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How Clean Is Your Cutting Board?

Fine Cooking Issue 72
Photo: Scott Phillips
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Which poses the greater threat to your health: your cutting board or your 10-inch chef’s knife? From my perspective the answer is the cutting board. It’s not that there’s anything inherently dangerous about these slabs of wood or plastic, but when people slice everything from raw chicken to French bread on the same board, food-safety experts like me get the jitters.

The underlying problem is cross-contamination (the transfer of disease-causing microbes, e.g., Salmonella and E. coli, from raw meats, fish, and poultry, to foods that won’t be further cooked, such as vegetables for salad, bread, or cooked meats), and it happens fairly often. Onefifth of U.S. consumers admit to using a cutting board for other foods immediately after handling raw meats or poultry.

Cutting through the confusion

In the past decade, scientists have scrutinized cutting boards in hopes of determining which type is least likely to contribute to cross-contamination. Most of the research has focused on boards made of wood and plastic (polypropylene, polyacrylic, polyethylene, and polystyrene) because they’re the most common. For a time, experts considered plastic the safer material because it’s nonporous and doesn’t soak up bacteria. But then along came research suggesting that wood could be safe even though it absorbs bacteria: some studies show that bacteria die after soaking into wooden boards—probably because they get dehydrated and maybe because some types of woods have antimicrobial properties. Some researchers believe that once absorbed, trapped bacteria won’t resurface to cross-contaminate food unless the board is vigorously hacked up, but other researchers say that when a board gets wet, bacteria can reappear on the surface. All this contradictory information is confusing, and it makes it harder for people like me to give cooks concrete recommendations.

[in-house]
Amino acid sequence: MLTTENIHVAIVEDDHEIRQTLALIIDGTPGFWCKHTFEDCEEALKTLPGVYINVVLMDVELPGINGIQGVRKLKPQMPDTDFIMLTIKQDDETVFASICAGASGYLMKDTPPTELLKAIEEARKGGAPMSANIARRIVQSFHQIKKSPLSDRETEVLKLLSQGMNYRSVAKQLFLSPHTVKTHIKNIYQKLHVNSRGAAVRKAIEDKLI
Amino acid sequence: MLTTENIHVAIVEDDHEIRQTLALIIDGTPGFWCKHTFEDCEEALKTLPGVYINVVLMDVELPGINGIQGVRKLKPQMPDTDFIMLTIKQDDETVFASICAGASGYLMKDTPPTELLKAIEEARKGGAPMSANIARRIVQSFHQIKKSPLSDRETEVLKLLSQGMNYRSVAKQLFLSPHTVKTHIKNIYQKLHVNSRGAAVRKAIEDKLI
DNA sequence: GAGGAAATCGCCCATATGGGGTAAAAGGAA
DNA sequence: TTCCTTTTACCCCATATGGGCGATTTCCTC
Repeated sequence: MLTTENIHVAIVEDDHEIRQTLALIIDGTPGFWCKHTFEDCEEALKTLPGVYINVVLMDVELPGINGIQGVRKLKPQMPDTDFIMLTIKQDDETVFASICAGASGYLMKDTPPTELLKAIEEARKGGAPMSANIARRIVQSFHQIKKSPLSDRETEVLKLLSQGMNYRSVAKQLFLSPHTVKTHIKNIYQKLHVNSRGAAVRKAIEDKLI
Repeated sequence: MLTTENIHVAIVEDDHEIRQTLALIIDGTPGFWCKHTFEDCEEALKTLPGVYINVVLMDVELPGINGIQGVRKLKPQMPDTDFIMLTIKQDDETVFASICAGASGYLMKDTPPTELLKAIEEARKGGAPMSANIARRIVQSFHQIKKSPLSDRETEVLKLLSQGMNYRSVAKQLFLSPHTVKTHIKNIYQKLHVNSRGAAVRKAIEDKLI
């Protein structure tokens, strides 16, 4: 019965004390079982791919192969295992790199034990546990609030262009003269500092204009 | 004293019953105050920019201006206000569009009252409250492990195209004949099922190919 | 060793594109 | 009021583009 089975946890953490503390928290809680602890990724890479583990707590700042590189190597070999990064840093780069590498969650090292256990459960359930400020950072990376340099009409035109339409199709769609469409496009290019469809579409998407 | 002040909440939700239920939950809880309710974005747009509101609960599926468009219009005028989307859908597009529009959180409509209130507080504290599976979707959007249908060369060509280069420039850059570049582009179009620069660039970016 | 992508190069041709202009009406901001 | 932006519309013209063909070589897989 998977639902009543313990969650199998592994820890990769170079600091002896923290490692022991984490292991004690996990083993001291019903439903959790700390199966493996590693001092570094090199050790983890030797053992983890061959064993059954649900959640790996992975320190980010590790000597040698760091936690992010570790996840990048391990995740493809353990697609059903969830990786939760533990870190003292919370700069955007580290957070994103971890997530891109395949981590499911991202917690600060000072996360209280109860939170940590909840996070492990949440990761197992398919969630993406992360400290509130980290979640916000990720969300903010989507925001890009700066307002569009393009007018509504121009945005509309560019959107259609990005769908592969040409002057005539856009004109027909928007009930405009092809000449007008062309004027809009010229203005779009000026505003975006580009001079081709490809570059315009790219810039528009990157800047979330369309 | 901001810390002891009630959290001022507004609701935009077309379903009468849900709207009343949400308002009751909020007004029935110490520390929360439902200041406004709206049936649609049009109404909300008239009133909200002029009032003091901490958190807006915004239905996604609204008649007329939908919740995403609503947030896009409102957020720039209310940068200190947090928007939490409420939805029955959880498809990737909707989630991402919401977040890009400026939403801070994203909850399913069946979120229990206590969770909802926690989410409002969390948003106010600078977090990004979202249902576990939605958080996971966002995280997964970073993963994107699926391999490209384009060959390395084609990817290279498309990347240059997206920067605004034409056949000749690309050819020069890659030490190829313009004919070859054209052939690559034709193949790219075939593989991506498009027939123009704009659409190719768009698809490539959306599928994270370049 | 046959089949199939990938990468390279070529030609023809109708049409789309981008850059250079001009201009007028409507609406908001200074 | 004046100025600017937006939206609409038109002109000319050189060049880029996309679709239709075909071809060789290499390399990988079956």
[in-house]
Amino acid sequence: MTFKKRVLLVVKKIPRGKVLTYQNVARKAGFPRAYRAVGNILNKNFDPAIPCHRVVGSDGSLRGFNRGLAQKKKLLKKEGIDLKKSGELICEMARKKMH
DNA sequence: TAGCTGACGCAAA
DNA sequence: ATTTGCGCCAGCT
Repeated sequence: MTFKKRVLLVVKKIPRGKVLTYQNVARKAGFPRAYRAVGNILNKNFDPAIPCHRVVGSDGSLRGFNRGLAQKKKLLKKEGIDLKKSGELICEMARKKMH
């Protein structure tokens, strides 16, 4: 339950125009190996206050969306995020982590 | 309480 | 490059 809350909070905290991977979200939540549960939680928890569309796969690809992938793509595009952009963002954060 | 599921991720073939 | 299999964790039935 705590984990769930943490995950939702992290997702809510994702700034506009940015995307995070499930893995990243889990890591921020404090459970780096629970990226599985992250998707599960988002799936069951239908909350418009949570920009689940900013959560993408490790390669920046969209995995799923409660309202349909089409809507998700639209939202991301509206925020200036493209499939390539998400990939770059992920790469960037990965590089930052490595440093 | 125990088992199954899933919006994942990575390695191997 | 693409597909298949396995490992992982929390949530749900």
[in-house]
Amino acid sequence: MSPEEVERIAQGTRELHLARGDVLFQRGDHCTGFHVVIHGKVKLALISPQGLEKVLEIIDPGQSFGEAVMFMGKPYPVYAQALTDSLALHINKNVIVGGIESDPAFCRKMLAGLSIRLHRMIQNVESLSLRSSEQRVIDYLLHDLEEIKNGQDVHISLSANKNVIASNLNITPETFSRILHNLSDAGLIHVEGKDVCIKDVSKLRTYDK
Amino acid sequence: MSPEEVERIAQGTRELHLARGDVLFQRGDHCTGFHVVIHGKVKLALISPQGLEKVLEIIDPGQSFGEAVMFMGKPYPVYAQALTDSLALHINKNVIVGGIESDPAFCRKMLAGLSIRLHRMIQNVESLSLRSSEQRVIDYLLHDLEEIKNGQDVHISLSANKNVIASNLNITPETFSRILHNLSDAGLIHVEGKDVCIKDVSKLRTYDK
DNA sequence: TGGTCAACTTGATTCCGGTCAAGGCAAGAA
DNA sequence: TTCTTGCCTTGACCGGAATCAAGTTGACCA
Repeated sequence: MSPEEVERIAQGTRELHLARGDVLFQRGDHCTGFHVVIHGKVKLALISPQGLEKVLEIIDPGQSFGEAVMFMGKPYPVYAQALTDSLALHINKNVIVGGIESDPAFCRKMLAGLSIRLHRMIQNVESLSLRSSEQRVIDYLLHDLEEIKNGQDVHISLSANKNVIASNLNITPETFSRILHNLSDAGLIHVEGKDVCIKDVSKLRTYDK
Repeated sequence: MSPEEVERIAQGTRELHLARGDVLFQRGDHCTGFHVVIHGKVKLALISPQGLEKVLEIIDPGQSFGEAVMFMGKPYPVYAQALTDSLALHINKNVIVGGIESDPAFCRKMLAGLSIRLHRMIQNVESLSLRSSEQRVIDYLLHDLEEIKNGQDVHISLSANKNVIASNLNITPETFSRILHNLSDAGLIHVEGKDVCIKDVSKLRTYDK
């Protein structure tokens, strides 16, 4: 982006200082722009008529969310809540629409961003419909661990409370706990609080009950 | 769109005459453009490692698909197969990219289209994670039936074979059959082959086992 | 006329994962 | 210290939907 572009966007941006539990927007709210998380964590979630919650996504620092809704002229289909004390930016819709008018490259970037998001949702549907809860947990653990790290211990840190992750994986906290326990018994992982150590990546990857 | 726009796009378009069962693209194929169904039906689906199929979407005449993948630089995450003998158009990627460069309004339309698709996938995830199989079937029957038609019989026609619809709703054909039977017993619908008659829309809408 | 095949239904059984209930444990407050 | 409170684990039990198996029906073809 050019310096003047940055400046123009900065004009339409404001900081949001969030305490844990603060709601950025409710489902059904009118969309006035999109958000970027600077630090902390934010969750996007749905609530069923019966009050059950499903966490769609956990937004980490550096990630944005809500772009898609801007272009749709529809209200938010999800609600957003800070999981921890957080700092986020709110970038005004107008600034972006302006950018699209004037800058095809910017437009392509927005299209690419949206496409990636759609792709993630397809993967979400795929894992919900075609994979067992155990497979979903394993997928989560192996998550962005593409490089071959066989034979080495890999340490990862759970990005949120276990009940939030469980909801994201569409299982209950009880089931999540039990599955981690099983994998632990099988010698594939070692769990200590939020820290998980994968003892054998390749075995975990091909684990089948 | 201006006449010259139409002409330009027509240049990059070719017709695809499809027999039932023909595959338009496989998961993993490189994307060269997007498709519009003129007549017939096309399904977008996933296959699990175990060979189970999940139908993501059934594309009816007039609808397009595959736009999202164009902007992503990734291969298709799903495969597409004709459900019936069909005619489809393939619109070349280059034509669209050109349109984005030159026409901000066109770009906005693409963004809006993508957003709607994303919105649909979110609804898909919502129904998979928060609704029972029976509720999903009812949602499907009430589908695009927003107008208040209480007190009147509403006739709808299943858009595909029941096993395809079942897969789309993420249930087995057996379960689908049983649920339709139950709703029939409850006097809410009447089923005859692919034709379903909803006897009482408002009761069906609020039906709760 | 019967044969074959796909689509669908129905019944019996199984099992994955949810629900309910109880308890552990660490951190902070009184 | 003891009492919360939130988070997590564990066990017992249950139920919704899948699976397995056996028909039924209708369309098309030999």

The important thing to remember is that keeping a board clean and in good shape is the key to preventing cross-contamination. It doesn’t much matter what type of board you select as long as it has a smooth,  hard surface and you understand how to safely use and clean it. In a practical sense, I think the safest cutting board is the one that’s easiest for you to clean. If a board is too big to fit in your sink or dishwasher, chances are, you’re not going to clean it properly.

Plastic vs. wood

Wood and plastic both have their merits and drawbacks. In pristine condition, both wooden and plastic boards are pretty easy to keep clean. It’s when they begin to show signs of age that problems begin. Plastic cutting boards don’t absorb moisture, so it’s relatively easy to remove surface bacteria from a new, smooth board. But when a board becomes knife-scarred, bacteria can get trapped in the crevices, and it’s  very difficult to scrub them out. Trapped bacteria can survive for a long time in a dormant state, so when knife cuts become numerous or deep, plastic boards should be replaced or relegated to nonfood use.

Wooden cutting boards need more TLC to maintain. Without regular oiling with food-grade mineral oil, the wood tends to dry out and crack. Frequent exposure to water during cleaning and sanitizing can speed this process, especially if the board isn’t properly oiled.